The science case and challenges of spaceborne sub-millimeter interferometry: the study case of TeraHertz Exploration and Zooming-in for Astrophysics (THEZA)

Leonid I. Gurvits, Zsolt Paragi, Ricardo I. Amils, Ilse van Bemmel, Paul Boven, Viviana Casasola, John Conway, Jordy Davelaar, M. Carmen Díez-González, Heino Falcke, Rob Fender, Sándor Frey, Christian M. Fromm, Juan D. Gallego-Puyol, Cristina García-Miró, Michael A. Garrett, Marcello Giroletti, Ciriaco Goddi, José L. Gómez, Jeffrey van der GuchtJosé Carlos Guirado, Zoltán Haiman, Frank Helmich, Ben Hudson, Elizabeth Humphreys, Violette Impellizzeri, Michael Janssen, Michael D. Johnson, Yuri Y. Kovalev, Michael Kramer, Michael Lindqvist, Hendrik Linz, Elisabetta Liuzzo, Andrei P. Lobanov, Isaac López-Fernández, Inmaculada Malo-Gómez, Kunal Masania, Yosuke Mizuno, Alexander V. Plavin, Raj T. Rajan, Luciano Rezzolla, Freek Roelofs, Eduardo Ros, Kazi L.J. Rygl, Tuomas Savolainen, Karl Schuster, Tiziana Venturi, Harro Verkouter, Pablo de Vicente, Pieter N.A.M. Visser, Martina C. Wiedner, Maciek Wielgus, Kaj Wiik, J. Anton Zensus

Research output: Chapter in Book/Report/Conference proceedingConference contributionScientificpeer-review

Abstract

Ultra-high angular resolution in astronomy has always been an important vehicle for making fundamental discoveries. Recent results in direct imaging of the vicinity of the super-massive black hole in the nucleus of the radio galaxy M87 by the millimeter VLBI system Event Horizon Telescope (EHT) and various pioneering results of the Space VLBI mission RadioAstron provided new momentum in high angular resolution astrophysics. In both mentioned cases, the angular resolution reached the values of about 10−20 microrcseconds (0.05−0.1 nanoradian). Angular resolution is proportional to the observing wavelength and inversely proportional to the interferometer baseline length. In the case of Earth-based EHT, the highest angular resolution was achieved by combining the shortest possible wavelength of 1.3 mm with the longest possible baselines, comparable to the Earth’s diameter. For RadioAstron, operational wavelengths were in the range from 92 cm down to 1.3 cm, but the baselines were as long as ∼350,000 km. However, these two highlights of radio astronomy, EHT and RadioAstron do not”saturate” the interest to further increase in angular resolution. Quite opposite: the science case for further increase in angular resolution of astrophysical studies becomes even stronger. A natural and, in fact, the only possible way of moving forward is to enhance mm/sub-mm VLBI by extending baselines to extraterrestrial dimensions, i.e. creating a mm/sub-mm Space VLBI system. The inevitable move toward space-borne mm/sub-mm VLBI is a subject of several concept studies. In this presentation we will focus on one of them called TeraHertz Exploration and Zooming-in for Astrophysics (THEZA), prepared in response to the ESA’s call for its next major science program Voyage 2050 (Gurvits et al. 2021). The THEZA rationale is focused at the physics of spacetime in the vicinity of super-massive black holes as the leading science drive. However, it will also open up a sizable new range of hitherto unreachable parameters of observational radio astrophysics and create a multi-disciplinary scientific facility and offer a high degree of synergy with prospective “single dish” space-borne sub-mm astronomy (e.g., Wiedner et al. 2021) and infrared interferometry (e.g., Linz et al. 2021). As an amalgam of several major trends of modern observational astrophysics, THEZA aims at facilitating a breakthrough in high-resolution high image quality astronomical studies.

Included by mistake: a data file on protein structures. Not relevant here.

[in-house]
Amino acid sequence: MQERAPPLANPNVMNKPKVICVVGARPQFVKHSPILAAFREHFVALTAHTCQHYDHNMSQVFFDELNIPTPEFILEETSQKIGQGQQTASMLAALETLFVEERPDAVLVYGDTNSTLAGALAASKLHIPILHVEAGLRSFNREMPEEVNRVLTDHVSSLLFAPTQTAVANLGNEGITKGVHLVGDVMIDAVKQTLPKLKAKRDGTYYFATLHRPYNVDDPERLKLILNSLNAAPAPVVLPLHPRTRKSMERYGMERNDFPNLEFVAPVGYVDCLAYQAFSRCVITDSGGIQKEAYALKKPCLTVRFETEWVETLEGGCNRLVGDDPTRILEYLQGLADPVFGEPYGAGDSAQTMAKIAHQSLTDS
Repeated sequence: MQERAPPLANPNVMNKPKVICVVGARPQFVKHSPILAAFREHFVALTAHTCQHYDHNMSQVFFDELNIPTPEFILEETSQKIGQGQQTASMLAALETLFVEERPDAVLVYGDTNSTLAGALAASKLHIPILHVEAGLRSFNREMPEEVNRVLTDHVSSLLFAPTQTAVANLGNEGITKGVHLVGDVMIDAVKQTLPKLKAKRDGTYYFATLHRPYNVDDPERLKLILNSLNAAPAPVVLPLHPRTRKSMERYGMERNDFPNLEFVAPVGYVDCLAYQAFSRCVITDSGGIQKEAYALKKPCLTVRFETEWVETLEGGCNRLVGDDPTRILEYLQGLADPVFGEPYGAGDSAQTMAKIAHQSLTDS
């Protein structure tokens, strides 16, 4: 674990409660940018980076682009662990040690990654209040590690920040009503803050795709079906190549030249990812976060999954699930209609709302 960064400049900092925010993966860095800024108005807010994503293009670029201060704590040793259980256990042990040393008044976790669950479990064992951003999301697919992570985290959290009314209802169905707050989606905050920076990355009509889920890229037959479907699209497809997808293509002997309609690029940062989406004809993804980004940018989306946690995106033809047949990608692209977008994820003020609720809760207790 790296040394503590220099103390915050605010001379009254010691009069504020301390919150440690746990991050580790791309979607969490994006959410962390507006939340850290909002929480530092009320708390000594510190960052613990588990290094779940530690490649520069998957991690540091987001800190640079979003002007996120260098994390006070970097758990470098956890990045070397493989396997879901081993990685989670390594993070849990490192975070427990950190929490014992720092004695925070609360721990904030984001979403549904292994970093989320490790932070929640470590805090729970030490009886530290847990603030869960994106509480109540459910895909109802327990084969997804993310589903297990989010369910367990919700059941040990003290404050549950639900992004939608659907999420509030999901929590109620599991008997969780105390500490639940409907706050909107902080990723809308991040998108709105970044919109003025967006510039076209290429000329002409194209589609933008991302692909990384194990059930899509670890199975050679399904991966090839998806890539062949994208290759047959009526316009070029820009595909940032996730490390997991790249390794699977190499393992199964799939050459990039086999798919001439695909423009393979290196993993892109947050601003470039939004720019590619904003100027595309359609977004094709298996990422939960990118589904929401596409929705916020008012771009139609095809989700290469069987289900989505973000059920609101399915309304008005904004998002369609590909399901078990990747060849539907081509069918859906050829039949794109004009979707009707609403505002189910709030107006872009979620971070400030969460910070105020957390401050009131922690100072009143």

Original languageEnglish
Title of host publicationIAF Symposium on Ongoing and Near Future Space Astronomy and Solar-System Science Missions 2021 - Held at the 72nd International Astronautical Congress, IAC 2021
PublisherInternational Astronautical Federation, IAF
Number of pages29
ISBN (Electronic)9781713843009
Publication statusPublished - 2021
MoE publication typeA4 Article in a conference publication
EventIAF Symposium on Ongoing and Near Future Space Astronomy and Solar-System Science Missions - Dubai, United Arab Emirates
Duration: 25 Oct 202129 Oct 2021

Publication series

NameProceedings of the International Astronautical Congress
ISSN (Print)0074-1795
ISSN (Electronic)1995-6258

Conference

ConferenceIAF Symposium on Ongoing and Near Future Space Astronomy and Solar-System Science Missions
Country/TerritoryUnited Arab Emirates
CityDubai
Period25/10/202129/10/2021

Keywords

  • Mm- and sub-mm astronomy
  • Radio interferometry
  • Spaceborne astrophysics
  • VLBI

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